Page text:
Every tomato description will mention whether it's determinate, or indeterminate. By nature, tomato plants are branching vines that continue to grow and make fruit as long as the weather is above freezing. That natural tomato habit is called indeterminate--there is no set (determined) limit to the plant's life or size.
Determinate tomatoes do have a limit. They have been selected for a mutation that limits them to a shorter size, sometimes called a "bush" tomato. Most full determinates have also been selected to make all of their fruit at once, then quit. That is useful if you want a single, big harvest to sell, freeze, or can. This usually comes at some cost in flavor, and most of these tomatoes also have firm flesh and tough skins to help them survive shipping in good shape.
Semi-determinate plants stay short and manageable, but do not set all their fruit and then die. They continue to make fruit until frost. Some older market varieties, a few old heirlooms, and the dwarf tomatoes all have this short-vine habit.
There are several terms for the size and shape of the fruit. Cherries we all know. Saladette is the next size up--about 2" across. These are the ones usually quartered or sliced for salad. Inside, they are juicy, with a firm center. Most of the early and extra-early tomatoes are this size. Saladettes are available in many shapes, colors, and flavors, and usually have a very high proportion of unblemished fruit. The photo above left shows a pink saladette type.
Large, full-size tomatoes can be divided into juicy types and true slicer types. Heirlooms and varieties with outstanding flavor can be of either type.
The "juicy" types look somewhat like a wheel when sliced; they have spokes of firm flesh with large "locules" in between that are full of juice. (This is also where the seeds are located.) These are great for salad or slicing, but can be too juicy for a sandwich or if you want the slices to hold together. Saladettes and many large tomatoes have this structure. The center photo by Karen Morton clearly shows the spokes of firm flesh and the locules full of juice. Most modern market tomatoes are of this type, because they last longer without bruising, splitting, or rotting in transit.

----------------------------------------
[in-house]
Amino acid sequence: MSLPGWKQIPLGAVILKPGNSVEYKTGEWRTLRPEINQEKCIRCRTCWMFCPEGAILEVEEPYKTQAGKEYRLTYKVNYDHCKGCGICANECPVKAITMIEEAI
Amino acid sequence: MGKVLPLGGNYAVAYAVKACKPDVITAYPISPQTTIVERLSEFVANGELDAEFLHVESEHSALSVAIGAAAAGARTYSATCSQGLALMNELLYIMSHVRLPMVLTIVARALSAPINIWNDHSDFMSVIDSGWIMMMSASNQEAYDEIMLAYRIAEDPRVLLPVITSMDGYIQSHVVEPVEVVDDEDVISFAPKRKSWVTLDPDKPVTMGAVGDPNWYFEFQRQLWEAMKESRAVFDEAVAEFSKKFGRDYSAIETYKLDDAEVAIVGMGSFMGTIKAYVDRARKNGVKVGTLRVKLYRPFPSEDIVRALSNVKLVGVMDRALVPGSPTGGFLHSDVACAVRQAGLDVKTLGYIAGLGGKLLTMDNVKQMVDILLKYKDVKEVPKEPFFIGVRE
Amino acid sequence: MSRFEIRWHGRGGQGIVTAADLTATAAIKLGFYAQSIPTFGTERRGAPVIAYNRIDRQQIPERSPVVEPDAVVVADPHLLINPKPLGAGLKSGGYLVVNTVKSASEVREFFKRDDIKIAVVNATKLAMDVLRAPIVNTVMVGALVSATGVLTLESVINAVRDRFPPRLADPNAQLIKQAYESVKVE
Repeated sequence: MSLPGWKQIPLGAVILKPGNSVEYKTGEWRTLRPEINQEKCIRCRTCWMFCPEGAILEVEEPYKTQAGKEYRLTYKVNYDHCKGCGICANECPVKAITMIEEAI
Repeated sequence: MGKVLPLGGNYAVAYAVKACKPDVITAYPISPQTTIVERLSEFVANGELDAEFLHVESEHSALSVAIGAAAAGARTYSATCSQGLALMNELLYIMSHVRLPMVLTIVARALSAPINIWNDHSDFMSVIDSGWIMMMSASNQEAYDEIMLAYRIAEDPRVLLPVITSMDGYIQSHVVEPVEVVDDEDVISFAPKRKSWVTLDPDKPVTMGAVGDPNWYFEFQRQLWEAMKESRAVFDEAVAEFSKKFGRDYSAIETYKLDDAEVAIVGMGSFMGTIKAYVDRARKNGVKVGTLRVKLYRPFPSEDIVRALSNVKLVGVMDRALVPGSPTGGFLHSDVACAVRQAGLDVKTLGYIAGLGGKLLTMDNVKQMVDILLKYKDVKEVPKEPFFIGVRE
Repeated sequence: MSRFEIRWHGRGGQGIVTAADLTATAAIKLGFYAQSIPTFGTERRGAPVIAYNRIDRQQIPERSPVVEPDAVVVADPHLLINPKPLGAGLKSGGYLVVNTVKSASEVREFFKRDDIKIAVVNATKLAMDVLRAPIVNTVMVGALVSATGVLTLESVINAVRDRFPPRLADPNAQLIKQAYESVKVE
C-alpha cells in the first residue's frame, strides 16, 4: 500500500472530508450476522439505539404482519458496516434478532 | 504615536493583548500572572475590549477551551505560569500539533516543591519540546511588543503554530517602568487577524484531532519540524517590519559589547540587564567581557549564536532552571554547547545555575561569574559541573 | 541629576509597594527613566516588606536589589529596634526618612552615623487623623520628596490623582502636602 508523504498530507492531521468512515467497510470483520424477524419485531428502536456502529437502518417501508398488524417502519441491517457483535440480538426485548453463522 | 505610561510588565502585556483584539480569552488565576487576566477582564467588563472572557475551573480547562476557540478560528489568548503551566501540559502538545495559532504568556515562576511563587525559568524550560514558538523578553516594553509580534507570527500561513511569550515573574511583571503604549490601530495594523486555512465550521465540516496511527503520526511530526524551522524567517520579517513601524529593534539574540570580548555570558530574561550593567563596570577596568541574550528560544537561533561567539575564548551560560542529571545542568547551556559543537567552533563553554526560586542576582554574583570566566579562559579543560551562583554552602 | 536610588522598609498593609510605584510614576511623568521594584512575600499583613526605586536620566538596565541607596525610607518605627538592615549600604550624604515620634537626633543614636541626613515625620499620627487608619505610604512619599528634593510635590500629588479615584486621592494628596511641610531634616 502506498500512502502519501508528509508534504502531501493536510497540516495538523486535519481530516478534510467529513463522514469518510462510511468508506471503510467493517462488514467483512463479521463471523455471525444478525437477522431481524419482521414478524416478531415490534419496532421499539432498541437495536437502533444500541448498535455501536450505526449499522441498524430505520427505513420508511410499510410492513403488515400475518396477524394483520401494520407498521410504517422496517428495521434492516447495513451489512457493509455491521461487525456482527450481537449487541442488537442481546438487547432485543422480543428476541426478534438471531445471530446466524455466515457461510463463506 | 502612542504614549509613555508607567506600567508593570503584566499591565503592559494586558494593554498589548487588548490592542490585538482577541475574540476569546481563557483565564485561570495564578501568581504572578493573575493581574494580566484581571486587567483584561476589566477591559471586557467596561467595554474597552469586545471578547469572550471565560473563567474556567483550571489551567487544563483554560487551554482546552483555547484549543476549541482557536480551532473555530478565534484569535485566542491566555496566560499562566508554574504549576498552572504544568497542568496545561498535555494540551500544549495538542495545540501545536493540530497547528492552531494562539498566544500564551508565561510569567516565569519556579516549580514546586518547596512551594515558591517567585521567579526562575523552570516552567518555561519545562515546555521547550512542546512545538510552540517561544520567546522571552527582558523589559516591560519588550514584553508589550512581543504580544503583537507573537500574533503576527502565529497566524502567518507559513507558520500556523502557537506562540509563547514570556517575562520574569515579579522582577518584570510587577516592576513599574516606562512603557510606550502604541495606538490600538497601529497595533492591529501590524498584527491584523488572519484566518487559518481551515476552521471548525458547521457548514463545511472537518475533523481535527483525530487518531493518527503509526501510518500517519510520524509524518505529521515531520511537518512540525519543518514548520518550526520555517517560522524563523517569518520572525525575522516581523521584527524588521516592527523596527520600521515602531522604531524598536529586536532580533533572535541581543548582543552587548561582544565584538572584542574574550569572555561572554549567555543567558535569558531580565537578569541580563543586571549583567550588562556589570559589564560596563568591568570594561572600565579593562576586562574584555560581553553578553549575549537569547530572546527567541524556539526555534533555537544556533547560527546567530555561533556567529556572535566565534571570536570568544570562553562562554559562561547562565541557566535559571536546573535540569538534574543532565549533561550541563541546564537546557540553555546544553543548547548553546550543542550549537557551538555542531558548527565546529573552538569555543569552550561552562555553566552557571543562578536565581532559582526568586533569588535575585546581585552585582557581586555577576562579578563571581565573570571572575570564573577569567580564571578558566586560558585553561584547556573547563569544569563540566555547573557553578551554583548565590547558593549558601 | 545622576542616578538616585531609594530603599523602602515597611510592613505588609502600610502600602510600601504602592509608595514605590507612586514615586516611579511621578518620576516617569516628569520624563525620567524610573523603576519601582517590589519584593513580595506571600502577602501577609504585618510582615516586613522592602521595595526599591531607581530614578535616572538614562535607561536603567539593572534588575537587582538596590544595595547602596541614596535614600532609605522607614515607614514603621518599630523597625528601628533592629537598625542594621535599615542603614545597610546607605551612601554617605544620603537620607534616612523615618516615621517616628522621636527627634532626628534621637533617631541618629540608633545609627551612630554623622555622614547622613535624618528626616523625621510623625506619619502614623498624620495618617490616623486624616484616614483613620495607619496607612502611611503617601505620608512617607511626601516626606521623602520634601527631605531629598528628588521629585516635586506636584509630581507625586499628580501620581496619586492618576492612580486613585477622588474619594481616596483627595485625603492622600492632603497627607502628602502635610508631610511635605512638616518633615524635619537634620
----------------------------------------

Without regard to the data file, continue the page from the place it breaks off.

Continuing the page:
True slicers have a different structure. They are just as juicy as "juicy" types, but the juice is more contained, in very small locules scattered all across the surface of the slice, instead of in 4 to 6 big locules. The flesh is tender and has a silky texture. So you have a meaty but tender slice dotted with small flecks and pockets of juice/seeds which are less likely to fall out or drip. Many of the most famous heirlooms and taste-test winners are of this type. They do not ship well because their flesh and skin are more tender than other types. The Pineapple tomato shown at right has the meaty texture and intricate structure of the slicer types, with dozens of tiny juice pockets throughout its yellow and red bicolor flesh. Brandywine is another of this type.
I've read over and over that paste tomatoes are drier and less juicy than all of the above types, but experience doesn't bear this out. It is certainly true of modern processing paste tomatoes like Roma. Heirloom paste types actually vary quite a bit in juiciness, but they do share other traits that make them better for cooking and sauce. The most important is that they peel easily. Modern processing tomatoes are peeled by machines or chemicals, but heirlooms were selected for hand peeling, and they all peel very easily. Usually, they also leave their calyx and stem behind when picked, saving labor in de-stemming. Another important trait for traditional sauce or paste tomatoes is that they melt into a smooth, creamy sauce without a blender or food processor, instead of separating into very firm flesh and very watery juice.
A typical sauce tomato would be Italian Heirloom. It peels easily, and as soon as you lay pieces into a hot pan, it melts into a sauce with good body, creamy mouthfeel, and smooth texture. It will still need to be simmered to evaporate the juice and thicken the sauce, but it will be a sauce, not chunks of tomato. Most heirloom slicers like Brandywine and Cherokee Purple have this trait as well--they make excellent quick fresh pasta sauces. Tomatoes with this trait tend to have a "silky" mouthfeel.
A typical canning tomato would be Gill's All-Purpose. It holds its shape even under high heat. When you open the jar, you can take out whole tomatoes surrounded in almost-clear juice. This is a prized trait if you want whole tomatoes for the freezer or in jars for the winter. It will also stay chunky and firm if diced for pico de gallo salsa.
Drying tomatoes are a special type that is usually pretty tasteless fresh, and has little juice. In Italy, these were dried on the roof of the house, or in a sunny courtyard. If you have a dehydrator, almost any tomato can be dried. One strategy is to use slicers. Another is to use juicy types, and let the juice drain out in a bowl or colander before putting on the drying tray. Another is to use cherry tomatoes, just cutting them in half. I prefer to use paste tomatoes, cut in lengthwise slices. But I don't do much drying--I'd rather have jars of salsa and boxes of frozen pasta sauce. It all comes back to what you will actually use.
Ready to look at some tomatoes? Here they are.